Why Marxians are getting excited about the credit crisis

Are we all doomed?

Karl Marx knew a thing or two. Only six years after Charles Darwin published “The Origin of Species” Marx had worked out that capitalism needed two things to be fit to survive; growth and debt. Profits could only be created if someone, somewhere, borrowed money.

This dependency on debt meant that capitalism, viewed from a Marxist perspective, was doomed to periodic crises as human nature couldn’t self-limit. Credit binges would erupt from time to time, threatening the edifice of debt-fuelled consumption. More to the point each crisis would become larger and larger until, one day, capitalism would implode and the social economy would take its rightful place.

And so it has been since Marx first published “Das Kapital” in 1867: debt has accumulated in the corporate sector, the private sector and, most controversially, at the heart of western governments. Even the United States, supposed to be that most arch of capitalist economies, has racked up debts equal to its national income and now its annual interest bill is rising at an alarming rate.  We in the UK are not immune: soon our fourth largest government expenditure will be the interest we pay on our government debt.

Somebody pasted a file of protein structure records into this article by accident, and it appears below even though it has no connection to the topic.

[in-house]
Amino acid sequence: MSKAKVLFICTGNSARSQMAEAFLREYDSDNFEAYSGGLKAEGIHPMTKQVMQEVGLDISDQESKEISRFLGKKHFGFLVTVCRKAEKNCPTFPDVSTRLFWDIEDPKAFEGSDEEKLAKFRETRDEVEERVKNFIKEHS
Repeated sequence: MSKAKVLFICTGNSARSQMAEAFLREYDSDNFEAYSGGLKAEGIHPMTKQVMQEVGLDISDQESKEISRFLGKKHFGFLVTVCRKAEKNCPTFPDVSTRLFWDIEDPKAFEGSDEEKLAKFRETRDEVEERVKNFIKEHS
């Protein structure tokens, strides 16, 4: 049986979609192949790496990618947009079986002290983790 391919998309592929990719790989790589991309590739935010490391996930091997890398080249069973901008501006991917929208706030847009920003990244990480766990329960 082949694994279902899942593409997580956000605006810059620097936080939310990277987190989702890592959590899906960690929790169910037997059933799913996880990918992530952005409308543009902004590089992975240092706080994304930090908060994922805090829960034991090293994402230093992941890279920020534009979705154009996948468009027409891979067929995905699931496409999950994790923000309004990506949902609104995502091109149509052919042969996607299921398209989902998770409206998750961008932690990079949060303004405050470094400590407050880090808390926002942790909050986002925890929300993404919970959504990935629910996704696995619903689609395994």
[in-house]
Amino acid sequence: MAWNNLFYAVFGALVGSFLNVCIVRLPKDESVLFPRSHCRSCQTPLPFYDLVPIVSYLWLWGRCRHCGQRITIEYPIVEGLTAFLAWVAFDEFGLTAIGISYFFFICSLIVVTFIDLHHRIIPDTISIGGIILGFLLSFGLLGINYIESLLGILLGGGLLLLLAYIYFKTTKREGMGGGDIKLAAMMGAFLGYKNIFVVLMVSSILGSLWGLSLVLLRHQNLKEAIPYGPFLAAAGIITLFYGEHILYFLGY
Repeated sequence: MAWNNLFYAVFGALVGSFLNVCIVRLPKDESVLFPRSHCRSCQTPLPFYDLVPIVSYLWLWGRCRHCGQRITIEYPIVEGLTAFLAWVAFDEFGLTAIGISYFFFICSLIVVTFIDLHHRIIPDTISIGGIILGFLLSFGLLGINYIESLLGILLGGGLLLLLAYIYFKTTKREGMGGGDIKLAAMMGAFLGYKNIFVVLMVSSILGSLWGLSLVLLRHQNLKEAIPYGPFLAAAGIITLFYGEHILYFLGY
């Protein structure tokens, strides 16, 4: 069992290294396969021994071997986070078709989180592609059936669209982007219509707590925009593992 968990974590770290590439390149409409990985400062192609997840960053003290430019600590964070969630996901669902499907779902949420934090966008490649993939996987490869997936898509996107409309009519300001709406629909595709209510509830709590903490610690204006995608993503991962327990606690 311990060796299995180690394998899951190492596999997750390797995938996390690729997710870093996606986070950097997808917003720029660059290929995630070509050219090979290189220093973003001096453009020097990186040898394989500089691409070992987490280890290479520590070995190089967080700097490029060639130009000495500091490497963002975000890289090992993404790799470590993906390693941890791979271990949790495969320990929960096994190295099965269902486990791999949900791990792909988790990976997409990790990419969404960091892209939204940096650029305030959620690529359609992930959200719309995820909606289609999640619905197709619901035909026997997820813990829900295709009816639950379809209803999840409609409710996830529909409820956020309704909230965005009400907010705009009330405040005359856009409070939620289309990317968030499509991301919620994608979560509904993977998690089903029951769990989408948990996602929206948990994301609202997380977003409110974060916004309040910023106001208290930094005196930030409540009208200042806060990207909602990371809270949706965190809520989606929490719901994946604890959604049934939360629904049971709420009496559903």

As a Marxian you might even regard this phenomenon with some glee; the crisis of capitalism has passed from the private domain, through the banking system into our central banks and now is gathering within our government finances.  The conspiratorial nature of Marxist analysis even has it that Big Finance bullies government into borrowing, destructively transferring wealth from citizens to capitalists. This paradoxical behavior leads to the conclusion that the biggest enemy of capitalism is not the working classes but capitalism itself.

So Marx would have it that the third wave of the current crisis will be that a well-known national government will renege on its interest payments; someone is going to default as the jargon goes. The logical response would be to start reducing your debts and this is at the heart of those who see austerity as a social cost worth paying to stabilize national finances. But controlling national finances comes with a social cost. Witness the 27 per cent unemployment in Spain and the rioting on the streets of Europe.

So far politicians have tried to appease the markets at the expense of the people. This has worked for a time but now, with their survival instincts at full the throttle, the pressure is rising to change course. The IMF has told the UK coalition government to loosen the girdle it has placed around public finances whilst the first statement by the new Italian Prime Minister Enrico Letta has been to reverse some of the tax increases meant to control Italy’s chronic debts. Last week Spain decided to take the brakes off deficit reduction and Greece is heading in the direction of requiring another round of forgiveness and do I really have to mention Cyprus? Trouble is brewing at the heart of government finances – marx my words Karl might say….